From Sketch to Acrylic Painting – the First Draft

The Runner Bean Painting – First Draft

At last, some time to paint! In fact, I had already done a lot of the editing and designing of the composition in the working sketch. To explain, I had to decide which of the shapes of leaves and so on I wanted to include in the final version. Because the design would have looked too busy if I had included them all. Also, I tried to give the arrangement of the stems, beans and flowers some movement across the page. After all, this would give a more pleasing picture. Well, that’s the theory, anyway!

The Final Version

From sketch to acrylic painting  - the finished version.  A runner bean plant climbing up a cane support .
The Runner Bean Plant – Acrylic Painting

Well, this is the version I decided on. First of all, I painted in too much detail in the background. So , all that had to be calmed down so it did not take attention away from the plant . Then, I made some decisions about the different shades of green and tried to be more consistent with them. Finally, I made sure that the focal point – the scarlet flowers – were as red as I could paint them . So , I really hope you like my painting! By the way, we ate the last helping of runner beans last night at dinner. So, all the work is really worthwhile!

All my work is for sale at reasonable prices. This painting is acrylic on paper, 16 by 20 inches. Unframed and without a mount. Price – £ 60 plus shipping. I’m based in the UK . You can pay by PayPal. Just go to the Contact Me page and send me an email

Urban Sketching Art in Rotherham

A quick watercolour sketch of Clifton Park Museum -  a  beautiful sandstone mansion. Urban sketching art in Rotherham.
Clifton Park Museum, Rotherham

We had a great day out yesterday , making urban sketching art in Clifton Park Museum . To be honest, we didn’t really go inside the museum this time . Although it is very interesting and full of inspiring things to draw . No, we stayed outside and drew the beautiful sandstone building. Actually, this is the view at the back of the mansion where the modern extension is built. And this lower building on the left is the cafe . Well, you’ve got to get your morning caffeine somewhere !

Watercolour Urban Sketching Art

Perhaps, the way I see it, urban sketching art includes any quick sketching that I do when I’m out and about. Another way to put it would be ‘ en plein air ‘ . Or simply, outside sketching from life. Also , I have to say that I personally sketch mainly in watercolour. For example, I didn’t draw out the shapes with a pencil or pen on this one . Sometimes I do . Obviously, this is not the world’s most accurate, well finished drawing of the big house. But , for a 40 minute piece, it has some of the freshness and life I was aiming for.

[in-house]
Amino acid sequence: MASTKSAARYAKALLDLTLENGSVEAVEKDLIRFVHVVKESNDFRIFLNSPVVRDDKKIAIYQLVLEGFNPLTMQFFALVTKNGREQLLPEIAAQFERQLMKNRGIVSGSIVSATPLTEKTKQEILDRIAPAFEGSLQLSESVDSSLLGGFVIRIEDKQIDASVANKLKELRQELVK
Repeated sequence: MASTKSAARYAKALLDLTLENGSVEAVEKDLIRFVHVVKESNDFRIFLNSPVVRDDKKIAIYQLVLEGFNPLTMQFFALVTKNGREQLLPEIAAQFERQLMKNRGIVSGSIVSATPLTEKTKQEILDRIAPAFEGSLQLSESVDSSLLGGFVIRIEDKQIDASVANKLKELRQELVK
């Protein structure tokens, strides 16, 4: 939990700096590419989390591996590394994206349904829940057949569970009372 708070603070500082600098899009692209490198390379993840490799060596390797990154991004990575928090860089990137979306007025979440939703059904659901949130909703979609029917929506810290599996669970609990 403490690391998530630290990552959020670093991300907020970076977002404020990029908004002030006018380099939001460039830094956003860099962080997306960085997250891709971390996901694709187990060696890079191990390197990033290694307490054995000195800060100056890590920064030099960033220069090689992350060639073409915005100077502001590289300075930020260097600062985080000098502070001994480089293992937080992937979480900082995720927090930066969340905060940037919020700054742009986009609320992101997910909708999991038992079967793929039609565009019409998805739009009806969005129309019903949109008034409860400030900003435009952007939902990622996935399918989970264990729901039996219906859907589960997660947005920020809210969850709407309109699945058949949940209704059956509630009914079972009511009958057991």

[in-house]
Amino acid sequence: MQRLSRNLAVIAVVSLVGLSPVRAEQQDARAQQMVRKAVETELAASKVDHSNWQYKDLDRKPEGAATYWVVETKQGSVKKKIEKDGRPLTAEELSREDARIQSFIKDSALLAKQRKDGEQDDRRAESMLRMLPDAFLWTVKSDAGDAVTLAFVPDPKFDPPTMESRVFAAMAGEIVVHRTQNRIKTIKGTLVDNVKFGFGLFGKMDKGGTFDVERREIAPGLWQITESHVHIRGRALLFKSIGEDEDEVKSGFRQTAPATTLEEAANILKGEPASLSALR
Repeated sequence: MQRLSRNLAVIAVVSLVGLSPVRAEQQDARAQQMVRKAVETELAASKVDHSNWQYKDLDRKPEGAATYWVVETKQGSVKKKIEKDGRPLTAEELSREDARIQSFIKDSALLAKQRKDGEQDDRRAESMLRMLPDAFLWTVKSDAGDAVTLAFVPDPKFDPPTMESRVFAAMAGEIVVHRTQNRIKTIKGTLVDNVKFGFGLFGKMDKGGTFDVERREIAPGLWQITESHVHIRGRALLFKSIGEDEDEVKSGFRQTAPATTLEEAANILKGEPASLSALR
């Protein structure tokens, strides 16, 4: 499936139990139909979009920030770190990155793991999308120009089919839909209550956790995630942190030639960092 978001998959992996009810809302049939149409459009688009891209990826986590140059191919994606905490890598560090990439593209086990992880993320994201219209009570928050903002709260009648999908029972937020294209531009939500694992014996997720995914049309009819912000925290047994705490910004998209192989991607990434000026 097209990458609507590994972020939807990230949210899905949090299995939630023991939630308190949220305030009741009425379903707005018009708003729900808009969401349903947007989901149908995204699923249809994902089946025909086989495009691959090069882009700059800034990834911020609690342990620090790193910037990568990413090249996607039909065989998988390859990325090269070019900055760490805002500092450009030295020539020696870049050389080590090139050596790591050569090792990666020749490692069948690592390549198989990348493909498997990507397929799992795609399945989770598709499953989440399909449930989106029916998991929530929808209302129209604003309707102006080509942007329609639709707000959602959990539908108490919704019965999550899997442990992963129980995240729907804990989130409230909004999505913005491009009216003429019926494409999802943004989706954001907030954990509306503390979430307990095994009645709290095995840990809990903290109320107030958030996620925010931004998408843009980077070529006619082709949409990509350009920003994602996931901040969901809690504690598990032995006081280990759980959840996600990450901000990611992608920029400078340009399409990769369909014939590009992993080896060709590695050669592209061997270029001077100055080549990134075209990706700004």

If you want to see more plein air sketching adventures, see here and here .

The Front Entrance

Of course , the front entrance of the mansion is very grand . But, the whole building is well proportioned and pleasing to the eye . And it is set in an elegant Victorian park.

The Art Cafe Exhibition.

In the afternoon, we went down into the town centre to Fitzwilliam and Hughes cafe. Or, as I call it, the Art Cafe. If you look at my post here you’ll see that I had two paintings displayed with them earlier this year . And then in March I changed the paintings round a little bit . But I hadn’t had chance to see them due to Lockdown. So it was great to sit with a coffee and a slice of banana and chocolate cake and admire my handiwork! All-in-all , a great day out in Rotherham .

The paintings on the wall.
The cosy Fitzwilliam and Hughes cafe
Rest in Peace - my acrylic painting on display in the art cafe. Developed from urban sketching art done on the spot.
Rest in Peace
Somewhere in France

Colourful Painting – Sunshiny Days

A Colourful Painting of a Mediterranean Coastal Scene in Watercolour

Colourful painting in watercolour of a harbour and a castle on the  Mediterranean coast .
The Med

This is my latest – a fairly quick watercolour sketch of a harbour scene. Because I was so fed up of all the dark , damp days we were having , I chose something light and sunny to paint. And it really worked ! My mood lifted straight away and , as an added bonus, everyone else who looked at it cheered up too . I really enjoy creating a colourful painting . I don’t know about you , but what I work on always affects my emotions. Art Therapy, anyone ?

An orange and blue abstract composition.
Sunshiny Day

Now , this acrylic painting is another example of my colourful painting that I did to brighten up dark November days . But this was put together in a completely different way from the harbour scene which is carefully detailed . To be honest , Sunshiny Day was painted quite instinctively . And I really had no idea before I started whet it would turn out to be . And it evolved gradually. It was a surprise to me , but I liked it ! I must say , I don’t often produce work this way – but I feel a series coming on. Are there any more Abstract Expressionists out there? ( I added the words afterwards to make it into a poster for my current exhibition – see previous post for details )

You can find this abstract painting with a few more in my Gallery Abstracts here